Add the following template html file to the “editor” folder

editor.html
<!DOCTYPE html>
<html lang="en">
  <head>
  </head>
  <body onload="">
    <form>
      <button type="button" onclick="load()">Load</button>
      <button type="button" onclick="save()">Save</button><br/>
      <input type="text" id="testText" value="">
    </form>
    <script src="editor.js"></script>
  </body>
</html>

Add the following template javascript to the “editors” folder:

editor.js
function load()
{
  var filePath = window.location.search.substr(1);
  document.getElementById("testText").value = window.readFile(filePath, "utf-8");
}

function save()
{
  var filePath = window.location.search.substr(1);
  window.saveFile(filePath, document.getElementById("testText").value);
}

Step 4: Create some files to edit

For this demo you can create the following text file at the root of your project:

bacon.ce

Need more bacon!

Step 5: Open the file inside FemtoIDE

Clicking the “bacon.ce” file from inside FemtoIDE should open it with the custom editor which currently looks like this:


Clicking the “Load” button should read the contents of the “bacon.ce” file into the text field below
Clicking the “Save” button should save the contents of the text input to the “bacon.ce” file (you can verify this by opening the “bacon.ce” file in an external text editor)

Step 6: Create your own custom web-based editor

From here it’s just a matter of using whatever html5 magic you like to create a full custom editor and making calls to window.readFile(filePath, mode) to read files and window.saveFile(filePath, data) to write files.

How to actually use things like html5 canvas to make a custom editor is beyond the scope of this part of the tutorial, but from here on out there’s nothing more you need to worry about with utilizing FemtoIDE as everything else can be done with pure HTML5, CSS, and JavaScript.

EDIT: If you want to read the contents of a binary file simply call window.readFile(filePath) without providing a mode or pass null for mode.

EDIT 2: Modified the instructions to change where to hook the readFile and saveFile functions to the contentWindow (previous method only works the first time the editor is opened).

7 Likes

An excellent tutorial. This has been a missing piece of information in Femto: How to make UI plug-ins. Good work!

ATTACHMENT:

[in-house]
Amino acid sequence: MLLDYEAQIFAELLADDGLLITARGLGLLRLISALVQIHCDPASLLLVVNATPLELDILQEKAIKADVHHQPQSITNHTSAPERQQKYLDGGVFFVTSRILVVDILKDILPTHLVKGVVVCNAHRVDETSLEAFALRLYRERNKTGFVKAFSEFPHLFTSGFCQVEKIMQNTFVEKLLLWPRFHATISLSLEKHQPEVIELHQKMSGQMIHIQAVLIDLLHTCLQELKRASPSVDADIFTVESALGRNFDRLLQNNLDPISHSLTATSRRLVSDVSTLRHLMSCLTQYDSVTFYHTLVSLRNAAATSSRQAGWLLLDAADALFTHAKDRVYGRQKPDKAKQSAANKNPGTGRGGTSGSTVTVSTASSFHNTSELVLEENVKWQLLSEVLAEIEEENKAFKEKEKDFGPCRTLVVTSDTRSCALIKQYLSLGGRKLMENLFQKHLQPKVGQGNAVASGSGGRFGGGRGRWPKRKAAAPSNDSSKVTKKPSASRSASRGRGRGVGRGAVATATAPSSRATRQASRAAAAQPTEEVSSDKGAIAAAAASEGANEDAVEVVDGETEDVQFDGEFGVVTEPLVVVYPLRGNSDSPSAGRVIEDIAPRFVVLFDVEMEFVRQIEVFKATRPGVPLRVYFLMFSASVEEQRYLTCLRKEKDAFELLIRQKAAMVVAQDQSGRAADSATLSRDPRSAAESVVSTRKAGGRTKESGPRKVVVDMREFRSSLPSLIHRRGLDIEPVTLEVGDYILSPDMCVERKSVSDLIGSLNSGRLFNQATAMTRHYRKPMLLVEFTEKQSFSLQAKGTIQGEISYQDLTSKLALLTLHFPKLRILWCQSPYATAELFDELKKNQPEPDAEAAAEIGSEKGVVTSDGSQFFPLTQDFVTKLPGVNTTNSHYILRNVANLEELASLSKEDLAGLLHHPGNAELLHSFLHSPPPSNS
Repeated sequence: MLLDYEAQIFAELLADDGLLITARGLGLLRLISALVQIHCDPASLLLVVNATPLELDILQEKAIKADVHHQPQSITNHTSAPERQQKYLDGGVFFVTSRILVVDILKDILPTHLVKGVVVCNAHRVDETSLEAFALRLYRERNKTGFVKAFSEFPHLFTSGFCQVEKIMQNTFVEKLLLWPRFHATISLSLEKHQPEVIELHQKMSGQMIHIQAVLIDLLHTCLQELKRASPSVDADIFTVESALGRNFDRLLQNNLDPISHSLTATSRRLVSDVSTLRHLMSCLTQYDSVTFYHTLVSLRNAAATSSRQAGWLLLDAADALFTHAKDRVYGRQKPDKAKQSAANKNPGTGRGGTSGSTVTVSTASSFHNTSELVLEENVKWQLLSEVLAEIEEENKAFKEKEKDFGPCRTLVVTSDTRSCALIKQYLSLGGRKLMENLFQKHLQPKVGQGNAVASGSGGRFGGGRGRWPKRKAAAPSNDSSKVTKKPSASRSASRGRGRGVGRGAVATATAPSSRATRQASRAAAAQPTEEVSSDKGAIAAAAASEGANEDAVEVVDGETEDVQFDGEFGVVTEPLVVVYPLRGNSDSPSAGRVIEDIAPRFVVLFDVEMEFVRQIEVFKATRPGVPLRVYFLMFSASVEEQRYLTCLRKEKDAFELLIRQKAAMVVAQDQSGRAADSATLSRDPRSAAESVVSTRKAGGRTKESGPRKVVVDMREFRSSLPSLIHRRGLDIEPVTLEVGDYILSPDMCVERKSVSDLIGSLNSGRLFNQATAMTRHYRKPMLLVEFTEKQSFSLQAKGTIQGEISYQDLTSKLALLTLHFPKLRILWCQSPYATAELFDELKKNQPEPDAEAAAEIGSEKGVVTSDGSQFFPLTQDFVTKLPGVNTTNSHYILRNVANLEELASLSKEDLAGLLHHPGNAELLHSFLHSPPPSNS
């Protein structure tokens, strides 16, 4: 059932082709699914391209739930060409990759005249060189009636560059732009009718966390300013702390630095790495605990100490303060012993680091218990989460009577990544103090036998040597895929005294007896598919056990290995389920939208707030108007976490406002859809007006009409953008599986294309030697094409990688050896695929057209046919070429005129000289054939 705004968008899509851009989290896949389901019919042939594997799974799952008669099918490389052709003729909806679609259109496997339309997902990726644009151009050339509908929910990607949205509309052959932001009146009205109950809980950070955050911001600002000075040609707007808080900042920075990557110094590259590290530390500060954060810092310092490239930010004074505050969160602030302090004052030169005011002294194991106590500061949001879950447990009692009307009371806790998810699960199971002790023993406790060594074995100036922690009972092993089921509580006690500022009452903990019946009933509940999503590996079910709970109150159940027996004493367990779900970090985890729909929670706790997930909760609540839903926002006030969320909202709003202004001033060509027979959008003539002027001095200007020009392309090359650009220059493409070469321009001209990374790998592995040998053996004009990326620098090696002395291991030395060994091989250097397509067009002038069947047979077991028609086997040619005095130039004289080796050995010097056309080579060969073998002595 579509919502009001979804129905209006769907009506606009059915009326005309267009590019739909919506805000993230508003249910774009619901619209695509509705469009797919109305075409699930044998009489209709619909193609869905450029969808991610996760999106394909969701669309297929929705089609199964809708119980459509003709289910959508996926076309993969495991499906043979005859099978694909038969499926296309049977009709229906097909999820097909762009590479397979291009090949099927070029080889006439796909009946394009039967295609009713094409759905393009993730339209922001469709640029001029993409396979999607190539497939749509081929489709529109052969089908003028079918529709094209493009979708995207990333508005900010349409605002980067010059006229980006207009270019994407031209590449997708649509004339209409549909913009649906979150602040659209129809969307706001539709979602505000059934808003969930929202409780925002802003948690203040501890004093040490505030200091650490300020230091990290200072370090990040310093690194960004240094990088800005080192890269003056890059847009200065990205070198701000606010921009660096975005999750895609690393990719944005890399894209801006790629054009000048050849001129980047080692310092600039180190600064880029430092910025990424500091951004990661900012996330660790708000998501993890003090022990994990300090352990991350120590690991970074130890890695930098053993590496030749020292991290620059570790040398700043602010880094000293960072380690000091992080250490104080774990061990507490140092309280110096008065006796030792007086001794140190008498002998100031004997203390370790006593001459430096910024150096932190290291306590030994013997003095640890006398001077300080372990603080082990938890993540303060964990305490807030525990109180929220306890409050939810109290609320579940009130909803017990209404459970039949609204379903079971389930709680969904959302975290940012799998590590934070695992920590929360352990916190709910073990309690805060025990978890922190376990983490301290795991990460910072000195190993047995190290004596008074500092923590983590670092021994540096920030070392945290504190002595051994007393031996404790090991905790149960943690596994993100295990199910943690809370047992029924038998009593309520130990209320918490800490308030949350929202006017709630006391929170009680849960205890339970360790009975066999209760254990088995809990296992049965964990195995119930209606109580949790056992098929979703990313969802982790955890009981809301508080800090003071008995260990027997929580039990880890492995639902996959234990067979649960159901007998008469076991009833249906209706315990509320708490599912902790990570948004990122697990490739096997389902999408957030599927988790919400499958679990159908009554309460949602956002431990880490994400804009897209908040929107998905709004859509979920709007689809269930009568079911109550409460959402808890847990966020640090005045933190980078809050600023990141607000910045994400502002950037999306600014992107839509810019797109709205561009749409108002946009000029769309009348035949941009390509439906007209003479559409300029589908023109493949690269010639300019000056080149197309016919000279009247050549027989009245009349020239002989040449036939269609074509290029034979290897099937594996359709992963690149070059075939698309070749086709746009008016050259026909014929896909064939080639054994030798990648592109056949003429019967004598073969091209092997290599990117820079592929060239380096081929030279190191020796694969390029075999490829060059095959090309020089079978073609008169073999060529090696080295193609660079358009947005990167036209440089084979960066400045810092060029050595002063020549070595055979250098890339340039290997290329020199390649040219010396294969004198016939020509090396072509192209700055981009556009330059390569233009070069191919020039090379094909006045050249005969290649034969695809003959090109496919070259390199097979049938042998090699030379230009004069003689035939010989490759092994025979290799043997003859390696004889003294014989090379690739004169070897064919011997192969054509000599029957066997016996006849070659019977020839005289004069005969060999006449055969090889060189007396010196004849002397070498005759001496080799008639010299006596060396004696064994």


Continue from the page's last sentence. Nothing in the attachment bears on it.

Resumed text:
2 Likes

Thanks a lot! This will definitely be extremely valuable

@tuxinator2009 Good work! You might want to give this a try, I haven’t tested it. It should allow you to call require("fs") from within the iframe.

this.DOM.contentWindow.require = requireWrapped;

function requireWrapped(file) {
    return wrap(require(file, null));
    function wrap(obj, that){
        if(typeof obj == "function") return (...args) => obj.apply(that, args);
        if(!obj || typeof obj != "object") return obj;
        let w = Array.isArray(obj) ? [] : {};
        if(Array.isArray(obj)){
            for(let value of obj)
                w.push(wrap(value, obj));
        } else {
            for(let key in obj)
                w[key] = wrap(obj[key], obj);
        }
        return w;
    }
}
1 Like

Haven’t tested this yet, but one thing I like about the above approach is it’s easy enough to test for window.readFile and window.saveFile and if they’re undefined then revert to the normal Open File Dialog and Download File routines supported in the browsers (though I guess you could do the same with window.require. The benefit there is the editors can be very easily setup to work as a plugin within FemtoIDE or as standalone editors using any web browser. As an example my Battle Animation Editor can be used within FemtoIDE now, but can also be used standalone in a normal web browser (which in some ways can be easier to debug and test without having to setup the NWJS SDK).

On that note though setting up the NWJS SDK version wasn’t terribly difficult and allows for better debugging of custom editors, but the browser method requires less setup so it might be easier for others.